Thursday, February 26, 2015

Derivative Startups: Building Ecosystems of Innovation

We hear more and more about the success stories of Uber (or Lyft) and Airbnb.  I can personally vouch for both the nice ride and the nice lodging.    What is also happening, on the side, is that a new #DerivativeStartup business model has sprung up.  In a “derivative startup,”  entrepreneurs are building  new businesses  that are ancillary to another startup’s business.   For example, while Uber and Lyft offer rides to passengers, Breeze and HyreCar offer car leasing to drivers who want to provide such rides under an Uber or Lyft mobile platform.  And Guesty helps Airbnb manage its real estate properties. 

This piggybacking approach reflects the development of add-ins or complementary, non-competing technologies and services in support of a “host” successful startup.   Thus, #DerivativeStartups are second-generation startups that provide goods and services to larger startups. (“Piggybacks”, Wall St. Journal, Feb. 19, 2015).   

Whether these #DerivativeStartups become successful depends on a number of factors.  Certainly, as a business model, derivative startups face higher risks of failure.  Either the “host” startup might fail or it might become a competitor.   Or the derivative startup might face other competition or an inability to meet market demand.  Yet this dual risk also creates an opportunity for a double success.  For this reason, derivative startups may attract investors who regret having missed an opportunity to invest in the “host” startup.

Lessons can be learned from studying key performance indicators for other ecosystem business models used by public companies and private equity.  Traditionally, public companies use carve-outs and spin-offs to exit a line of business that no longer fits the company’s core mission.   In a carve-out, the public company transfers shares in the “carved-out” stand-alone business to existing shareholders for no cash, or it sells them to a private equity group.  The public company facilitates the spinoff’s operations by providing a transitional services agreement for a year to enable the spinoff to keep operating smoothly.    Also, private equity uses consolidation (“roll-up”) strategies to combine core lines of business with some ancillary “feeder” business lines, for a bundle to be sold off.

Like any small company feeding its “mother ship”, a derivative startup can avoid conflict and competition by developing a product or service that the “mother ship” / “host” startup cannot easily provide.  By changing the “SWOT” landscape for the “host” startup, it must also discourage the “host” startup from entering the derivative startup’s own line of business.
  • Incentives for Collaboration; Disincentives for Competition.   The derivative startup must avoid being merely a supplier of “generic” products that could be copied or sourced from other suppliers.  It should strive to be a “unique” supplier.  The key is to offer incentives for collaboration, whether financial or otherwise, to the “host” startup, which in turn would discourage the “host” startup from competition. To achieve such a lasting alignment, the derivative startup’s management must identify commercial, financial, legal, intellectual property and regulatory frameworks that discourage the “host” startup from entering the derivative startup’s line of business.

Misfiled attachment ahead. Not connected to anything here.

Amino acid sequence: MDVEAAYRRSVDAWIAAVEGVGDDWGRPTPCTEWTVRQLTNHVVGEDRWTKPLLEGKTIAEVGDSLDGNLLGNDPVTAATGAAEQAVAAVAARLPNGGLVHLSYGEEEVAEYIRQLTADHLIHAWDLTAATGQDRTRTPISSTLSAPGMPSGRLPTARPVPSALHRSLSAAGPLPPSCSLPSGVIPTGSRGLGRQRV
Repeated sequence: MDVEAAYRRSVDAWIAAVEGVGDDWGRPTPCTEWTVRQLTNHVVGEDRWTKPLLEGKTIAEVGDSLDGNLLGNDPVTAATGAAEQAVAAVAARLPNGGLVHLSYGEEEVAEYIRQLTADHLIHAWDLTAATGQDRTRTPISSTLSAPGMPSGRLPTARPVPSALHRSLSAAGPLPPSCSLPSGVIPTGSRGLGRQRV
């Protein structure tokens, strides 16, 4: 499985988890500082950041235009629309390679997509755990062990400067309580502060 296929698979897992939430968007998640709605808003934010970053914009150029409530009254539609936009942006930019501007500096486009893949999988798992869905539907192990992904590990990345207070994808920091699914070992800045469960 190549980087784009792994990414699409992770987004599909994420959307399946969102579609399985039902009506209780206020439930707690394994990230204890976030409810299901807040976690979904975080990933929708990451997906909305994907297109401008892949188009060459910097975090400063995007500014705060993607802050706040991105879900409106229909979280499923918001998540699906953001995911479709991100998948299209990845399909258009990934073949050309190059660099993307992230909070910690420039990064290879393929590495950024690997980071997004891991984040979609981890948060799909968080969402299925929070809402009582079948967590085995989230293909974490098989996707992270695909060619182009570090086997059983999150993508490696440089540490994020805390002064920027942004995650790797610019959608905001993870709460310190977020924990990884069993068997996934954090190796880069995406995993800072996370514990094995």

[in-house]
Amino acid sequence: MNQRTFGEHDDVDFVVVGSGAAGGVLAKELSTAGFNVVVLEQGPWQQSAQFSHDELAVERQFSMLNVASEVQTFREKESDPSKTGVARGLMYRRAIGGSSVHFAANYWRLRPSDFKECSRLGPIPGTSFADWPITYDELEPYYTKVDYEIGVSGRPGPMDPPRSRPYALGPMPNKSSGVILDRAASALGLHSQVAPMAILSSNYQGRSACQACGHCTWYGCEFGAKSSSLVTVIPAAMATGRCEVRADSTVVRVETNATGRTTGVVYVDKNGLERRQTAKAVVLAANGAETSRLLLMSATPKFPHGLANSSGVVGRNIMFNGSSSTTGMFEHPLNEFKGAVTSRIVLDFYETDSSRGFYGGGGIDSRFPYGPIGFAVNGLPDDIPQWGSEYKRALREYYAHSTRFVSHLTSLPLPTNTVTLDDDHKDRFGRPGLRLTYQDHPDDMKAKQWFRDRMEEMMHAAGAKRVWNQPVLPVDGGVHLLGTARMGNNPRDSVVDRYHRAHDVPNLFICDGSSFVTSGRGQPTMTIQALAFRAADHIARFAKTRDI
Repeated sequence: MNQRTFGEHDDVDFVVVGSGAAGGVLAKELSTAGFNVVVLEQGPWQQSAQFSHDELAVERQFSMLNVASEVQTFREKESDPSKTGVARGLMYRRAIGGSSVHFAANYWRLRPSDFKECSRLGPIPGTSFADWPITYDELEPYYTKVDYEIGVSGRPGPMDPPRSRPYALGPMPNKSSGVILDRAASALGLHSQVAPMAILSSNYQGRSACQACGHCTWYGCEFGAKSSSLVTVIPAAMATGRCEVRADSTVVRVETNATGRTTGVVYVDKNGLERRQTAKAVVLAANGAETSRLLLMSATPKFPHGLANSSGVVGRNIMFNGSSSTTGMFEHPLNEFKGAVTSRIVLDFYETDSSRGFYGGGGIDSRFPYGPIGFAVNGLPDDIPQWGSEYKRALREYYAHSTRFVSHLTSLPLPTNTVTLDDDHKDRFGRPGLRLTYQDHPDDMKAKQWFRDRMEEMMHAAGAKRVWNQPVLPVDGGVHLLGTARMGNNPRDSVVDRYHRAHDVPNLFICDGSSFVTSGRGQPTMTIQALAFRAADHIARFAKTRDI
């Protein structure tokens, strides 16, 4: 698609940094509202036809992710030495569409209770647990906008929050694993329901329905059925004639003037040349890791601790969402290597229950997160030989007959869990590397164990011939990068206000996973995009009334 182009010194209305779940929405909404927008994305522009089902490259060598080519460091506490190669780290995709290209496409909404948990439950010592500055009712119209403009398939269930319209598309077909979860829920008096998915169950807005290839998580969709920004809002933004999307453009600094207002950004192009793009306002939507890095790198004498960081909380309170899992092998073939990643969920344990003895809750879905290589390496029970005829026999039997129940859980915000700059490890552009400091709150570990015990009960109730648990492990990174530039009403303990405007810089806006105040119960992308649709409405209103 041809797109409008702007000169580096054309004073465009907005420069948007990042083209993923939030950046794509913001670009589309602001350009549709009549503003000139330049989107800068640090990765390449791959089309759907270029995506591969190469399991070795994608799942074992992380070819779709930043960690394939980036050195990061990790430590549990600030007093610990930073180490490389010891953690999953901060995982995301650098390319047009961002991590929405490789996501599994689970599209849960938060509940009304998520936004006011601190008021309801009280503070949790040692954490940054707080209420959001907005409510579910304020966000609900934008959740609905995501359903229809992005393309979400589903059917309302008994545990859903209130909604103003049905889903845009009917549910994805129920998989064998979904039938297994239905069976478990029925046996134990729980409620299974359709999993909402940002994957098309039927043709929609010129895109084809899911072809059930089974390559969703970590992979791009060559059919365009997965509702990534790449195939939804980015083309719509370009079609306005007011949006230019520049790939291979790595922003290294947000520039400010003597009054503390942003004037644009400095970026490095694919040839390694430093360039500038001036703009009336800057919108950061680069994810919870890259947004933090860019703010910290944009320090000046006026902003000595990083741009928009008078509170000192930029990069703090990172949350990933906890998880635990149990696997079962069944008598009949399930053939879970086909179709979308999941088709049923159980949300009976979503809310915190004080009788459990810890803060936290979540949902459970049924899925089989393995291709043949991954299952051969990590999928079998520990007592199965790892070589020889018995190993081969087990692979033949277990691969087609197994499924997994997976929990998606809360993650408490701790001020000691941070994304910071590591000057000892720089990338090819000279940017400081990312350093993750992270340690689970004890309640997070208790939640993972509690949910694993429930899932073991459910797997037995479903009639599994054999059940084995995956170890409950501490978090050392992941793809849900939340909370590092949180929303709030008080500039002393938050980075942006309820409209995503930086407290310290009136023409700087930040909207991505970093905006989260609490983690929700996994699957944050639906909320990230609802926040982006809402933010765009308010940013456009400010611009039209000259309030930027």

• Intellectual Property.  Many startups are created by individuals who leave another startup due to disagreements over business strategy or opportunities.   A derivative startup could face claims of misappropriation of intellectual property or trade secrets in such situations.  A successful defense will involve proof that the “information” is actually not confidential and not proprietary.
  • Non-Competition Covenants.  Similarly, non-competition covenants could inhibit “look-alike” startups.   For the protection of both sides, it is therefore essential to define clearly the scope of the “host” startup’s business to avoid confusion and potential needless litigation.
  • Type of Relationship with “Host” Startup.  Before approaching the “host” startup, the derivative startup should decide whether it wants any funding, intellectual property, services or other value from the “host” startup, as well as what the derivative offers to the host.  The host might offer to invest in the derivative, creating a “cross-ownership.”   Such arrangements can create inherent tensions that can exacerbate existing competitive risks.
  • Exit Strategy.   The exit strategy for a derivative startup is limited since its raison d’etre is based on the host startup.  To avoid having a depressed price or being forced into an early exit, the derivative startup should remain focused on a business model of independent management and operations even as it seeks to ride the wave created by the host startup.  Additionally, it should seek other possible clients should the “host” startup fail.
High-risk, high reward derivative startups may be here to stay.  Derivative startups can improve their odds for success by taking some pages from mature multinationals and private equity tools of “carve-outs,” “spin-offs” and roll-up consolidation plays.